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Alysheba at the Kentucky Horse Park

Alysheba at the Kentucky Horse Park in March 2009 shortly before his death.

© Amber Chalfin

A living legend passes away:

On Friday March 27, 2009, Thoroughbred racing lost one of its living legends, when 1987 Kentucky Derby winner and 1988 Horse of the Year Alysheba was humanely euthanized at the Hagyard Equine Medical Institute in Lexington. He fell in his stall that afternoon and it was determined he had an insurmountable injury. Dr. Slovis, along with veterinary staff of both owner King Abdullah of Saudi Arabia and the Kentucky Horse Park made the decision to have him put down at 11:13 PM. He will be buried at the Hall of Champions across from John Henry. A memorial service for Alysheba will be planned at a later date.

Kentucky Derby winner:

Until his death, Alysheba was the oldest living Kentucky Derby winner. The son of Alydar out of Bel Sheba was sold as a yearling to Dorothy and Pam Scharbauer for $500,000. Sent to the barn of Hall of Fame trainer Jack Van Berg, who said, "He stuck out like a diamond in a rock pile. He was so smart he knew what he was doing all the time," he won the 1987 Kentucky Derby (G1), Preakness Stakes (G1), Super Derby (G1), and an Eclipse Award as Champion 3-year-old male. He was narrowly beaten in that year's Breeders' Cup Classic at Santa Anita by 1986 Derby winner and eventual 1987 Horse of the Year Ferdinand.

Horse of the Year as a 4-year-old:

As a 4-year-old, he was even better, winning six Grade 1 stakes: the Strub Stakes, Santa Anita Handicap, Iselin Handicap, Woodward Stakes, Meadowlands Cup and the Breeders' Cup Classic, earning him Horse of the Year honors. His career highlights also included Horse of the Year honors and track records for 1 1/4 miles at Belmont and The Meadowlands. Along the way, he defeated Risen Star, Forty Niner, Bet Twice, Seeking the Gold, and Ferdinand.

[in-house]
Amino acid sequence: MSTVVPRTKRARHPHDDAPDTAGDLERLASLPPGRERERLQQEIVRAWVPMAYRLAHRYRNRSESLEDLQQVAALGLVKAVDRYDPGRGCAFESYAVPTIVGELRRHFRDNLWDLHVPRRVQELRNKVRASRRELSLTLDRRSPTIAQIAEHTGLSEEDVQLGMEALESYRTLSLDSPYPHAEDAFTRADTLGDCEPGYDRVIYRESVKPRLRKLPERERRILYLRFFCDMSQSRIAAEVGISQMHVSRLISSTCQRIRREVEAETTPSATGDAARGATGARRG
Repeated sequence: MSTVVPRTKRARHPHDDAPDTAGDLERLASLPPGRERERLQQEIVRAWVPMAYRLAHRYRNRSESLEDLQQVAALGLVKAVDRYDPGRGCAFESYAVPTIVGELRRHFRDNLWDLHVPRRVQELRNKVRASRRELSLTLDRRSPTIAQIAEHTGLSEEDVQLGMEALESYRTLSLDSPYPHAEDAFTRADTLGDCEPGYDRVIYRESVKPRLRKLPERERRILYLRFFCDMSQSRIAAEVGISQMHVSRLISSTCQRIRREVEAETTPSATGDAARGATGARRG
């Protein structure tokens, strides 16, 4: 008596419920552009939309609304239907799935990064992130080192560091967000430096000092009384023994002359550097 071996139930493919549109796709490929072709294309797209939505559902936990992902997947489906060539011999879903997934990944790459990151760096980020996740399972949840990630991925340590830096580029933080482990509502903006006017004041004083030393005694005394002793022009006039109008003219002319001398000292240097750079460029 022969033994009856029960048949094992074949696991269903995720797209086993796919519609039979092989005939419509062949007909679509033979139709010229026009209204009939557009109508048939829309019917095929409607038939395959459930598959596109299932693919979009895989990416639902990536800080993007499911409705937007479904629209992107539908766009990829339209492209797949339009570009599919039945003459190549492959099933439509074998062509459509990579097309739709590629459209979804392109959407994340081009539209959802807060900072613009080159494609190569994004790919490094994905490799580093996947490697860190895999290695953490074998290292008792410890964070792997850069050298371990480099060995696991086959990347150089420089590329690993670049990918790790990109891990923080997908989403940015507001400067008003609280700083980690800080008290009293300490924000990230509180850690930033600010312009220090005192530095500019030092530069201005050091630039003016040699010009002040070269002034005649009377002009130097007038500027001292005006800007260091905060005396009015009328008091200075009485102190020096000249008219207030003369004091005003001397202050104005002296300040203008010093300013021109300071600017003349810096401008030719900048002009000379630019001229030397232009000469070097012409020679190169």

Bio from Home of Alydar - Includes a complete race record with links to video from several of his races.


He retired with 11 wins in 26 starts and earnings of $6,670,242, as the world's richest Thoroughbred, a record that was not passed until Cigar. He stood at Lane's End Farm where he sired 11 stakes winners, before being sold to the Saudi Arabian royal family. He was inducted into the National Museum of Racing and Hall of Fame in 1993. In October 2008, King Abdullah returned him home as a gift to the American people after 8 years in the royal stables. The Kentucky Horse Park gave him the position of honor, the paddock and stall formerly used by John Henry.

His death in March 2009 at the age of 25:

Kathy Hopkins, Director of Equine Operations at the Horse Park explained, "Due to a chronic degenerative spinal condition that led to ataxia and instability, Alysheba fell in his stall yesterday injuring his right hind femur. Complicated by his advanced age, this trauma resulted in severe pain that did not respond to analgesic therapy. The resulting pain and suffering, and the inability to stand unaided, led to a joint decision for euthanasia."


Jockey Chris McCarron said, "Obviously what happened (Friday) was incredibly tragic, and I'm saddened by it. We had a great run with him. I was very pleased he was able to come home to his birthplace and spend the last couple of months of his life here."

Trainer Jack Van Berg said, "He was just a great, great horse. We never got to see the best of him. He'd do things you couldn't believe."

John Asher of Churchill Downs said, "You can't have an argument about the best horses in the last 25 years of the 20th century and not include him. I always describe him as Michael Jordan in horseshoes."

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